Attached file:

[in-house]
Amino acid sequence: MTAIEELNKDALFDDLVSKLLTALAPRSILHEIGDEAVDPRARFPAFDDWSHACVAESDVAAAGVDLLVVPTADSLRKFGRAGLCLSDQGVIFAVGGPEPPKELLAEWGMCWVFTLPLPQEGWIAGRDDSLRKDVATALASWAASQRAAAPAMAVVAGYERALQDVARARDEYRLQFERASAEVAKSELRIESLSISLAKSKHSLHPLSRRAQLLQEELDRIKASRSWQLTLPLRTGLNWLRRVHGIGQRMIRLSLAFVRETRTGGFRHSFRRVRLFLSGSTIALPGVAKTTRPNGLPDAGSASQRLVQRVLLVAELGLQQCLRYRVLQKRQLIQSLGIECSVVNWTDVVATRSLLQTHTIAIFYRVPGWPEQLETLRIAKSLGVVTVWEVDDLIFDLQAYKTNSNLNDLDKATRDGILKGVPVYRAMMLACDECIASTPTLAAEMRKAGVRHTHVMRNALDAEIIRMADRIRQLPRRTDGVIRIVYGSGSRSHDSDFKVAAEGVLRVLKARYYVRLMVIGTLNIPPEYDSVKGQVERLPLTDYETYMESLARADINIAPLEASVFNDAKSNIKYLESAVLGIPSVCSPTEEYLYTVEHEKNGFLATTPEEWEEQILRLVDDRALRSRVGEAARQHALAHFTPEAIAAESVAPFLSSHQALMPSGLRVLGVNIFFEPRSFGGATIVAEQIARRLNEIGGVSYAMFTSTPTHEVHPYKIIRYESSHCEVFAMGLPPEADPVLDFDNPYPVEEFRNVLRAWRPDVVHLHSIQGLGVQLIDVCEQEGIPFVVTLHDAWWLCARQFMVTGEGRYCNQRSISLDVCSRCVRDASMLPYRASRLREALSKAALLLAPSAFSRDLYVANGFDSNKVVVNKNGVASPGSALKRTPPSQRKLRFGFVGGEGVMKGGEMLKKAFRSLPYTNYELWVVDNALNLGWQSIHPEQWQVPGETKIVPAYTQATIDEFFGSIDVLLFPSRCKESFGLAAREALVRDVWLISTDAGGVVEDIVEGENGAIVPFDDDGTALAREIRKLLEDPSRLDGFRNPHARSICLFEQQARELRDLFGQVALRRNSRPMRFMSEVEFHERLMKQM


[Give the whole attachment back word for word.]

[in-house]
Amino acid sequence: MTAIEELNKDALFDDLVSKLLTALAPRSILHEIGDEAVDPRARFPAFDDWSHACVAESDVAAAGVDLLVVPTADSLRKFGRAGLCLSDQGVIFAVGGPEPPKELLAEWGMCWVFTLPLPQEGWIAGRDDSLRKDVATALASWAASQRAAAPAMAVVAGYERALQDVARARDEYRLQFERASAEVAKSELRIESLSISLAKSKHSLHPLSRRAQLLQEELDRIKASRSWQLTLPLRTGLNWLRRVHGIGQRMIRLSLAFVRETRTGGFRHSFRRVRLFLSGSTIALPGVAKTTRPNGLPDAGSASQRLVQRVLLVAELGLQQCLRYRVLQKRQLIQSLGIECSVVNWTDVVATRSLLQTHTIAIFYRVPGWPEQLETLRIAKSLGVVTVWEVDDLIFDLQAYKTNSNLNDLDKATRDGILKGVPVYRAMMLACDECIASTPTLAAEMRKAGVRHTHVMRNALDAEIIRMADRIRQLPRRTDGVIRIVYGSGSRSHDSDFKVAAEGVLRVLKARYYVRLMVIGTLNIPPEYDSVKGQVERLPLTDYETYMESLARADINIAPLEASVFNDAKSNIKYLESAVLGIPSVCSPTEEYLYTVEHEKNGFLATTPEEWEEQILRLVDDRALRSRVGEAARQHALAHFTPEAIAAESVAPFLSSHQALMPSGLRVLGVNIFFEPRSFGGATIVAEQIARRLNEIGGVSYAMFTSTPTHEVHPYKIIRYESSHCEVFAMGLPPEADPVLDFDNPYPVEEFRNVLRAWRPDVVHLHSIQGLGVQLIDVCEQEGIPFVVTLHDAWWLCARQFMVTGEGRYCNQRSISLDVCSRCVRDASMLPYRASRLREALSKAALLLAPSAFSRDLYVANGFDSNKVVVNKNGVASPGSALKRTPPSQRKLRFGFVGGEGVMKGGEMLKKAFRSLPYTNYELWVVDNALNLGWQSIHPEQWQVPGETKIVPAYTQATIDEFFGSIDVLLFPSRCKESFGLAAREALVRDVWLISTDAGGVVEDIVEGENGAIVPFDDDGTALAREIRKLLEDPSRLDGFRNPHARSICLFEQQARELRDLFGQVALRRNSRPMRFMSEVEFHERLMKQM